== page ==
The 1977 film version of Stephen Sondheims fabulous Broadway musical
was a somewhat fumbled affair. It starred Elizabeth Taylor as Désirée
and Diana Rigg with members of the original Broadway production including
Hermione Gingold. One of the numbers of the film, a reworked (by Sondheim)
The Glamorous Life, is included as a bonus track at the end of
Sondheims A Little Night Music is more than just a musical
it has stature and can compare with the best of operetta. This original Broadway
Cast Recording consists of 16 numbers each one a perfect gem a perfect
fusion of bitter-sweet, ironic music and words. A Little Night Music
is based on the Ingmar Bergman film, Smiles of a Summer Night. It
is set in turn-of-the-century Sweden and it is a light confection of complicated
romantic liaisons. Briefly, middle aged lawyer, Frederik has married a girl
(Anne) his sons age. She is still a virgin after 11 months of marriage.
Frederiks son, Henrik, lusts after Anne. Frederik has sentimental feelings
towards his old flame Désirée who still lusts after Frederik.
Désirée is lusted after by Count Carl-Magnus who has to cope
with his long-suffering wife, Charlotte. Observing this tangle is
Désirées elderly mother-with-a-past, Madame Armfeldt.
It is she who alerts her granddaughter - and us - to watch for the summer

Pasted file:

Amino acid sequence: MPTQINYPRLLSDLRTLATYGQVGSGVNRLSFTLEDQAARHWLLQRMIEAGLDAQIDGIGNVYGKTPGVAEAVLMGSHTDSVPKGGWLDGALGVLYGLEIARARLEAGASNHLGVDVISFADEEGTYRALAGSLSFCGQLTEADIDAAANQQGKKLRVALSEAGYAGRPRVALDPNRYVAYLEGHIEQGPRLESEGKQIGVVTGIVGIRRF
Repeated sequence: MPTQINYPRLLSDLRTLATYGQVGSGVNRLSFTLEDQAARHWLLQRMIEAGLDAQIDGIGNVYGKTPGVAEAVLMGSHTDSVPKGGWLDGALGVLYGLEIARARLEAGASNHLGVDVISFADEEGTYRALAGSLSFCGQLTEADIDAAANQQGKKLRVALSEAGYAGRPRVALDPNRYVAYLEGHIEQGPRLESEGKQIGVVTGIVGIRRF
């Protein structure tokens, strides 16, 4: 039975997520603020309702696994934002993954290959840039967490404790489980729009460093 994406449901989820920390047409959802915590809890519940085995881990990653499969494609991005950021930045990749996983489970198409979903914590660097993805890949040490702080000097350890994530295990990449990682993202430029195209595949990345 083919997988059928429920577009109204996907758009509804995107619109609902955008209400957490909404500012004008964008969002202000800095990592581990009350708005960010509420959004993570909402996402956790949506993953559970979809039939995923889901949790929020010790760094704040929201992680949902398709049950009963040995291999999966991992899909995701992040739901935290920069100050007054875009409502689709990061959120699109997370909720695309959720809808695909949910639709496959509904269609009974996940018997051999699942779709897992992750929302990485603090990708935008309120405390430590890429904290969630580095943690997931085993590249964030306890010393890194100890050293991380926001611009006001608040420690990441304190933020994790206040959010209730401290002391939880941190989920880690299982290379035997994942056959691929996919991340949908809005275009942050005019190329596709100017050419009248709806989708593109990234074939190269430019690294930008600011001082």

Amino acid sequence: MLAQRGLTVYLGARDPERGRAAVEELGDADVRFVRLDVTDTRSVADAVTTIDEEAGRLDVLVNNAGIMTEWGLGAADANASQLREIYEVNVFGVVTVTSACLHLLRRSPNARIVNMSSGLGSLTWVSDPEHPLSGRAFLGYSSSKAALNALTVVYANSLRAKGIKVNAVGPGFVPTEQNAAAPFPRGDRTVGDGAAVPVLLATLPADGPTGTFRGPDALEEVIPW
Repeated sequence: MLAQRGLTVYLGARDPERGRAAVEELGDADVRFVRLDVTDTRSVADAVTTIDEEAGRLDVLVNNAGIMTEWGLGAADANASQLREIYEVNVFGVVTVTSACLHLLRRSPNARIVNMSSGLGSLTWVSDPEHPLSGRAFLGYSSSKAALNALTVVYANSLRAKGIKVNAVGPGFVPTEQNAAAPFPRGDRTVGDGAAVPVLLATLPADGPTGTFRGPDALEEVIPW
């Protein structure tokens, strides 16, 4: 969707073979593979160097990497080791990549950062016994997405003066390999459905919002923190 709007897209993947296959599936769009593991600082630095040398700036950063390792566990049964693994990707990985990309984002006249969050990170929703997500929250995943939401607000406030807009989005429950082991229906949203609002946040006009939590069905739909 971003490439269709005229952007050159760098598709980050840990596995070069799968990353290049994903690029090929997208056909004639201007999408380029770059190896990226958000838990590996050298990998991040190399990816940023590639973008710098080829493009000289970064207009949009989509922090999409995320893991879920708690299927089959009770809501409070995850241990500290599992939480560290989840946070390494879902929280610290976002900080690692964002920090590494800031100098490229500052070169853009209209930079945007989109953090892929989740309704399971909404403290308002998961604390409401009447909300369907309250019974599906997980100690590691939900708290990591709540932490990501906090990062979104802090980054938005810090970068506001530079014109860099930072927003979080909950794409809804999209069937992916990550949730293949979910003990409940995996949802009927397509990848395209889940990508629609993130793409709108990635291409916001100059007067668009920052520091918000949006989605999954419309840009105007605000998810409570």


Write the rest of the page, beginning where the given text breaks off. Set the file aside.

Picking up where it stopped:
night to smile: "It smiles three times first, for the young, who know
nothing; second, for the fools who know too little; and, third, for the old,
who know too much."
A Little Night Music is clever and sophisticated; and innovative. It sparkles.
The music is very much based on the waltz - appropriate to its fin de
siecle setting. The Overture (and Night waltz) begins in a novel fashion
with a quintet of principals singing la-la-la before the music breaks into
the engaging Viennese Waltz that has that certain Ravelian touches that vaguely
disturbs. Then another interesting number follows - the 10½ minute,
Soon in which Frederik, Henrik and Anne
all state their own agendas: Frederik (Now) muses on the problems caused
by his new marriage; Henrik is concerned with flirting with the maid and
moaning about being perpetually frustrated in love (Later); while Anne promises
Frederik she will allow him to consumate their marriage (Soon). All the themes
are cleverly dovetailed, and progressed against their varied conflicting
interests, as the number proceeds.
Of the other numbers I must mention two or three. Frederik who has just met
Désirée again after a long interval, tells her You Must
Meet My Wife. The verbal sparring between the two is delicious;
heres a sample: She flutters how charming.
She twitters my word. She floats
isnt that alarming; what is she a bird?
She makes me feel... Like an old man? Yes
NO! No?!? - I must meet your Gertrude; Sorry your Anne.
The point is that shes really simple. Yes, that much is
Then there is the inimitable Hermione Gingold recollecting
her Liaisons as she sings Liaisons whats happened
What was rare champagne is now just an amiable hock. What once
was a villa, at least, is now digs. What was a gown with a train is now just
a simple frock.
At the Duke of Ferraras castle I acquired some
position and a tiny Titian
Then of course there is Désirées
famous number Bring on the Clowns which Glynis Johns sings with
such pathos when she thinks that Frederik will not abandon his child wife
for her. It is reprised when he does just that and they both realise they
have both been clowns. All, of course, ends happily with the lovers paired
A hugely delightful album that will make repeated visits to my CD player.